Nearly 60 per cent of food produced in Canada – amounting to 35.5 million metric tonnes – is lost and wasted annually, according to the Avoidable Crisis of Food Waste Report. Of that, 32 per cent – equalling 11.2 million metric tonnes of lost food – is avoidable and is edible food that could be redirected to support people in our communities. The total financial value of this potentially rescuable lost and wasted food is a staggering $49.46 billion.
These unprecedented findings are the result of a year-long research project undertaken by Second Harvest, Canada’s largest food rescue organization, and Value Chain Management International, a leading public and industry voice in the area of food waste. This ground-breaking report was released today in Toronto.
The report, funded by the Walmart Foundation, is the first to use front-line, primary data from the entire food supply chain. It is also the first to create a standardized system of measurement that can be used by any food business – in Canada and globally – to track and reduce their food loss and waste.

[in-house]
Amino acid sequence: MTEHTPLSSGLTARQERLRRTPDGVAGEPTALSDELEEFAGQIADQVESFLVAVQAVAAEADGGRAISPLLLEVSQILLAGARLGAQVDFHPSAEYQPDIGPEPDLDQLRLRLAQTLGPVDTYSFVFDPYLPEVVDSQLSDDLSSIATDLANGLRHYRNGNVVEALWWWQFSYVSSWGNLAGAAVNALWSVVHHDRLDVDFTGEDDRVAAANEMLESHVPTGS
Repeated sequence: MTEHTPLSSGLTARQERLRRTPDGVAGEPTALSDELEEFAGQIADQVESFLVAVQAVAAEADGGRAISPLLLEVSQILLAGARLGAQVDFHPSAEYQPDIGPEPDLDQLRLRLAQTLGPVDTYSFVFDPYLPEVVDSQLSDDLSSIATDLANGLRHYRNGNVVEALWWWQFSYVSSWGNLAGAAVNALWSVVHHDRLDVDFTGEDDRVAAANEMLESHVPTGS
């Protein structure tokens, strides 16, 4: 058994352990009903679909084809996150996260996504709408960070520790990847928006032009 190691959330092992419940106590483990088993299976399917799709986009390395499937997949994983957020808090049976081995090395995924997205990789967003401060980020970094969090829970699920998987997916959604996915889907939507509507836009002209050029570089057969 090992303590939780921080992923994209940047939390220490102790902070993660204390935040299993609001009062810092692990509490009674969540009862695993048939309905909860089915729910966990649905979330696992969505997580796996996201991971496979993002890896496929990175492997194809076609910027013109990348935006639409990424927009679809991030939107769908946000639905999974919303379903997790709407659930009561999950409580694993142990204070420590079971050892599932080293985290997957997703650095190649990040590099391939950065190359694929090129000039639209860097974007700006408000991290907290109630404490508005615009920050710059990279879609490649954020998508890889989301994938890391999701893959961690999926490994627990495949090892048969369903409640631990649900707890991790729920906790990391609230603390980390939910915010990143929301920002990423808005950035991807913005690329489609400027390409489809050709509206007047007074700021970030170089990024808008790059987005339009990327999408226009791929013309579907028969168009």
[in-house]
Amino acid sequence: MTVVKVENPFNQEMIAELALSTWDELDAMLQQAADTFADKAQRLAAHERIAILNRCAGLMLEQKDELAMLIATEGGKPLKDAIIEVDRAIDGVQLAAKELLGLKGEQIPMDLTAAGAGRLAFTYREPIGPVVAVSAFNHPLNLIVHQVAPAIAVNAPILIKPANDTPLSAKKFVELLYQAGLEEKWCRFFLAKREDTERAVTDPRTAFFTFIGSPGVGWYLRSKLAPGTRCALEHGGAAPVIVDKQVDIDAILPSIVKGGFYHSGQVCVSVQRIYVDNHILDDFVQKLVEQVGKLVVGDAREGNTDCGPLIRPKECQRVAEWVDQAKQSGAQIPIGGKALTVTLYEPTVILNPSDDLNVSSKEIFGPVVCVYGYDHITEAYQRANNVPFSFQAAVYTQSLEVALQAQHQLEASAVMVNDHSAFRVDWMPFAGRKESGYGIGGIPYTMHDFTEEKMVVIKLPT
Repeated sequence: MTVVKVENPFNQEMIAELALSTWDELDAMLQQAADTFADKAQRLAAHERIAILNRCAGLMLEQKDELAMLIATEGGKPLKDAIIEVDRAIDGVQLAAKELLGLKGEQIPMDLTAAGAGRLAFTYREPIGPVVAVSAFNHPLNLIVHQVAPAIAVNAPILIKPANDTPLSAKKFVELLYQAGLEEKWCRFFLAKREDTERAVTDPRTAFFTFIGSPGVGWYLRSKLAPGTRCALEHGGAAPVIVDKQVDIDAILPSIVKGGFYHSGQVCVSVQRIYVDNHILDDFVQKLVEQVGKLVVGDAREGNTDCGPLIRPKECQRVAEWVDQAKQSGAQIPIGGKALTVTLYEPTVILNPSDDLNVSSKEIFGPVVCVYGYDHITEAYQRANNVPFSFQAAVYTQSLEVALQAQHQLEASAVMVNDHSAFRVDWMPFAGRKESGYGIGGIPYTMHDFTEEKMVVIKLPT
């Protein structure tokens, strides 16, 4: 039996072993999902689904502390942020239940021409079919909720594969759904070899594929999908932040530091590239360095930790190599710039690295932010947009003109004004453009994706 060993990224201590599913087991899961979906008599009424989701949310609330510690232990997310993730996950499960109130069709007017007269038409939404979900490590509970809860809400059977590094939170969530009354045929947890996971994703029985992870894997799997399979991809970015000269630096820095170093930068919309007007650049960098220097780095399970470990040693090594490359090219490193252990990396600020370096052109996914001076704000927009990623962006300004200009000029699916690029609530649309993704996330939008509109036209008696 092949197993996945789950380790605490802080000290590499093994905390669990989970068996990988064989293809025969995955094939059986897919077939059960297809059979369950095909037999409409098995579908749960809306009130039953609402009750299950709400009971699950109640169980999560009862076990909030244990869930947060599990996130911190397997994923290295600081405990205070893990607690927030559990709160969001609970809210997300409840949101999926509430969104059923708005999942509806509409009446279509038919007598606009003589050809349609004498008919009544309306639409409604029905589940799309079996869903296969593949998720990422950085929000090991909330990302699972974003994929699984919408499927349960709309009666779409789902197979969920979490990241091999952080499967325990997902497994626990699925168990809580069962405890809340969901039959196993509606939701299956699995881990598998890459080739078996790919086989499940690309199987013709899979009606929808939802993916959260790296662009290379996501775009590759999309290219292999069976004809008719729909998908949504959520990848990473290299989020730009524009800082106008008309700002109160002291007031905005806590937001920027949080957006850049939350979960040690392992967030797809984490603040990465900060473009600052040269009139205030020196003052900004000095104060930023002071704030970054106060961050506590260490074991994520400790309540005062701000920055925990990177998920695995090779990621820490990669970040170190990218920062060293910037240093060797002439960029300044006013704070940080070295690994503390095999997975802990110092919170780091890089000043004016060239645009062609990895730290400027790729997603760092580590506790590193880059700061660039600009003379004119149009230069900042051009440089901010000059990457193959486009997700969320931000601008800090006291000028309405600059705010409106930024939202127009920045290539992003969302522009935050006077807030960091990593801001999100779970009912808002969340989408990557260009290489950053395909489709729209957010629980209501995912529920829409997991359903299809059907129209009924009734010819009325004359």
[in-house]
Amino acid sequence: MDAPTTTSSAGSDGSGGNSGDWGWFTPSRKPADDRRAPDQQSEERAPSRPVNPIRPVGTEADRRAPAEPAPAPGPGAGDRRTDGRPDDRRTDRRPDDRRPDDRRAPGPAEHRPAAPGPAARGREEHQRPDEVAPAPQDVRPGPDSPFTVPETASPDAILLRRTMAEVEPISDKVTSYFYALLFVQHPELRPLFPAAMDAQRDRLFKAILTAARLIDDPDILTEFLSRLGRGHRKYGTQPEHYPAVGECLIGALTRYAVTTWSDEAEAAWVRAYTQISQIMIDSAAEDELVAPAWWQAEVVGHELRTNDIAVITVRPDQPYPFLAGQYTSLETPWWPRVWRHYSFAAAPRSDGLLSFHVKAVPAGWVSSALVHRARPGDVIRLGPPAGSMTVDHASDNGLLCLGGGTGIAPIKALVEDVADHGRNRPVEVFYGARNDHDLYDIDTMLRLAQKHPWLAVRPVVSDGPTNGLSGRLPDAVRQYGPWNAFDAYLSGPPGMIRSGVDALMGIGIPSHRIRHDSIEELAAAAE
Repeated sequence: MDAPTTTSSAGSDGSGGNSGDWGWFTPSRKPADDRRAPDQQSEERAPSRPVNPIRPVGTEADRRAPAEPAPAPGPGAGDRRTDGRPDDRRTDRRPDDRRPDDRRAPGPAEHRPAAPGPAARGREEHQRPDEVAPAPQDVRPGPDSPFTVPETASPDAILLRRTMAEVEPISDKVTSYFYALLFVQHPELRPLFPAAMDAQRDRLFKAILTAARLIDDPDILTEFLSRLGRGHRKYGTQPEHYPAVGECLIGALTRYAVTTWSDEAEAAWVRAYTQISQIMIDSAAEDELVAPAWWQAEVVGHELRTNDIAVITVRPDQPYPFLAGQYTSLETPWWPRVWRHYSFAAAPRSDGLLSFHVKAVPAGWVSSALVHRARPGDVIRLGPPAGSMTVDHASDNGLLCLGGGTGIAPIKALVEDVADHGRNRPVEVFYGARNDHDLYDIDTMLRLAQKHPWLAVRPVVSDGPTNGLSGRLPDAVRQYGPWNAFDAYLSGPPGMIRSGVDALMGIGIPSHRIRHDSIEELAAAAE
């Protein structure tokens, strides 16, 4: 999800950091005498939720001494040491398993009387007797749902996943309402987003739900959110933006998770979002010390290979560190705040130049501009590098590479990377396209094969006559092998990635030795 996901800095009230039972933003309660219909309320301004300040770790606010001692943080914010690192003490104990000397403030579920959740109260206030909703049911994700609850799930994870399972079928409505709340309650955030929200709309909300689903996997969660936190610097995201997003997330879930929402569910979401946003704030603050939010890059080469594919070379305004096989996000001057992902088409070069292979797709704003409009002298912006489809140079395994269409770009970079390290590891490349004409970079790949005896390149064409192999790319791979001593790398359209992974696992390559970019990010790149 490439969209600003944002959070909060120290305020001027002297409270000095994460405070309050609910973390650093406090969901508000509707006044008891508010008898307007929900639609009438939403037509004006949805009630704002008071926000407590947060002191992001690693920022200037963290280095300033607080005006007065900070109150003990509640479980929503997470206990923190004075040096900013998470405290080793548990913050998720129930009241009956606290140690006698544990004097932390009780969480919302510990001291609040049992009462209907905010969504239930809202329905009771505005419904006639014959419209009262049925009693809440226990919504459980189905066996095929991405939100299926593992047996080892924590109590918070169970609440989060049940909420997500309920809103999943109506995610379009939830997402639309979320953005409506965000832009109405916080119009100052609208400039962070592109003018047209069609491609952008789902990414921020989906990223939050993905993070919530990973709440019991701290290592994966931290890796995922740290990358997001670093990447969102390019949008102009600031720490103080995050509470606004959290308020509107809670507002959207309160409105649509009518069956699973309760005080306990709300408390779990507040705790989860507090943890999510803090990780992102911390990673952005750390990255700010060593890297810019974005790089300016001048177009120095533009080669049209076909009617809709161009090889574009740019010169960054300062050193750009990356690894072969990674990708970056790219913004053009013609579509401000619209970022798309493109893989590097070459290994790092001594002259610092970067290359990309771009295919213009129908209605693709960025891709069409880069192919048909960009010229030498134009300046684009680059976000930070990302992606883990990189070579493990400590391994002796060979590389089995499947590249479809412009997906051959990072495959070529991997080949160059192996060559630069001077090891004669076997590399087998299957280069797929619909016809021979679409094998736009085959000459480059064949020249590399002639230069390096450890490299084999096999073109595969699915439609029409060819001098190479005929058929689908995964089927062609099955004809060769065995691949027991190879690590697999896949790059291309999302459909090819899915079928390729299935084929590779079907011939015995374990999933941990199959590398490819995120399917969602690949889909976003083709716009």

“There is no social, environmental or business case for food waste, and yet it has become standard operating procedure in the food industry, not just in Canada but globally,” said Lori Nikkel, CEO, Second Harvest. “But with this research, we all now have the data and the tools to transform this crisis into a triple-bottom-line win across the value chain.”
Based on responses from more than 700 food industry leaders across Canada, The Avoidable Crisis of Food Waste identifies approximately 30 root causes of food loss and waste, including:
The Avoidable Crisis of Food Waste also provides more than 100 actions for industry, industry organizations and government to begin to quantify food loss and waste, address the negative economic and environmental impacts, and support community food programs.
“There is more than enough food produced in Canada and the world that no one ever needs to be hungry. This report provides us with concrete solutions that will allow food to get to those who need it,” said Nikkel.
The Avoidable Crisis of Food Waste is available as a solution-focused Roadmap and a 122-page Technical Report from www.SecondHarvest.ca/Research.